In the middle of the night, as I was trying to adjust the blanket on Buddy, that caused him to stir, and the oxygen mask was moved away from his face. I tried adjusting it and unfortunately that caused him to wake up. He only wanted me to rock him to sleep, and didn’t want to lie on the bed. By 2.30am, I was totally exhausted. My husband who was texting me, told me to get the nurse to put him to sleep instead. So I did, and when she brought him back at 5am, she had managed to get him to take 30ml of milk.

Luckily over Tuesday, Buddy’s condition continued to improve. When he was sleeping, his oxygen level was able to maintain at 95. He was well enough to be discharged in the late afternoon, and his appetite was also slowly coming back. He has to undergo nebullizing for another week. But we’re so glad to be home. Buddy is now able to play and crawl around. We have replaced the carpet with another foam play mat for him. All the plush toys have to go, only two cushions on the couch, no more mozzie net, and curtains are removed for cleaning. But I understand that it’s also not right to sterilize the house too much since baby also needs to build his immune system. So the floor is cleaned every other day, and Buddy is allowed to crawl around.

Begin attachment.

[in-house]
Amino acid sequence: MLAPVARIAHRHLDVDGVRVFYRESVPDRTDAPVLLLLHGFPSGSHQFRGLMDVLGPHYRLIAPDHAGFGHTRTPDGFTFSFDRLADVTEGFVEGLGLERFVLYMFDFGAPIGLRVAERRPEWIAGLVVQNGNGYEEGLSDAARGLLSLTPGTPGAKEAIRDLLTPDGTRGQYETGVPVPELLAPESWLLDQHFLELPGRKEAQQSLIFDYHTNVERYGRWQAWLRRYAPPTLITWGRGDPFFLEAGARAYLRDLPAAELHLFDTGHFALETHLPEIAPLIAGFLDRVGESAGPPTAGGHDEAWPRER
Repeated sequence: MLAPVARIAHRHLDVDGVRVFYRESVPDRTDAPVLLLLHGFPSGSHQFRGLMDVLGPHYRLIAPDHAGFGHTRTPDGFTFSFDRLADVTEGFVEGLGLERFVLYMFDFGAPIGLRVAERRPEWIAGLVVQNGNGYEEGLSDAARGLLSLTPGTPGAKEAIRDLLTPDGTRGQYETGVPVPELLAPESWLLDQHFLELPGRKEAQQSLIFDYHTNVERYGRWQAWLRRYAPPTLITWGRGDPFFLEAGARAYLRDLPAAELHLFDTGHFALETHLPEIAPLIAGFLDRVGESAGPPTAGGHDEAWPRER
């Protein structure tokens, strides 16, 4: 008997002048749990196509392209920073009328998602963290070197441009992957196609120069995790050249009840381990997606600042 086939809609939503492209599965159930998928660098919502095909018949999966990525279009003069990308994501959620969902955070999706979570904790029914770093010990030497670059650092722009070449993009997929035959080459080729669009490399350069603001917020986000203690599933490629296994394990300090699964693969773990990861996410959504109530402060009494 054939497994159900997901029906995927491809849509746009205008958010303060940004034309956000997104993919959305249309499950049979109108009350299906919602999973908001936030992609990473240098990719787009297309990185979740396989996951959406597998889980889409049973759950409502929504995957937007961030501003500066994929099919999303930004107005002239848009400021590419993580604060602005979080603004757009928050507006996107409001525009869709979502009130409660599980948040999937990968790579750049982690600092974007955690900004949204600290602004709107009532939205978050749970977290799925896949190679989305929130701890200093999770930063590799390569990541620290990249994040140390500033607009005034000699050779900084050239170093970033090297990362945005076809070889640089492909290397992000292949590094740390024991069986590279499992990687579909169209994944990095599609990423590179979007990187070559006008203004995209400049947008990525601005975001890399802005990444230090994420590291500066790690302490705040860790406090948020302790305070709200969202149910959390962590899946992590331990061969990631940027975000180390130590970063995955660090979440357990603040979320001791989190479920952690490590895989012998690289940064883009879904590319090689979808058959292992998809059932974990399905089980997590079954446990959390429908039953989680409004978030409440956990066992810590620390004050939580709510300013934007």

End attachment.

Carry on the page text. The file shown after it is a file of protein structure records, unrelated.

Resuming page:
Now that Buddy is able to play and be active, after the evening bath he is tired enough to sleep almost immediately. He is feeding more now and yesterday, after several days of hiatus, he got a jar of apple and apricot purée. We have sent him back to infant care with a new medication puff, mask and chamber bottle, after I found out the teachers are experienced in using it. (Turns out Alex is not the first kid to require nebullizing at the center.)

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2 thoughts on “When baby falls sick (updated on 11 July)

  1. Hope he gets well quickly! It can most certainly be very distressing looking after the little one when they are sick particularly when it starts to affect your sanity with the lack of sleep!

    • Hi there,

      Thank you for your concern, Alex is now almost back to his old self, though his appetite is still not as good as before and we have to continue with the nebullizing. He was discharged yesterday and we’re all glad to be home. Yes, it’s been pretty trying caring for him at the hospital during the nights, when he didn’t want to lie down to sleep on the bed. Probably because he’s not used to it, or that it’s not as comfy as home.

      Sent from my iPhone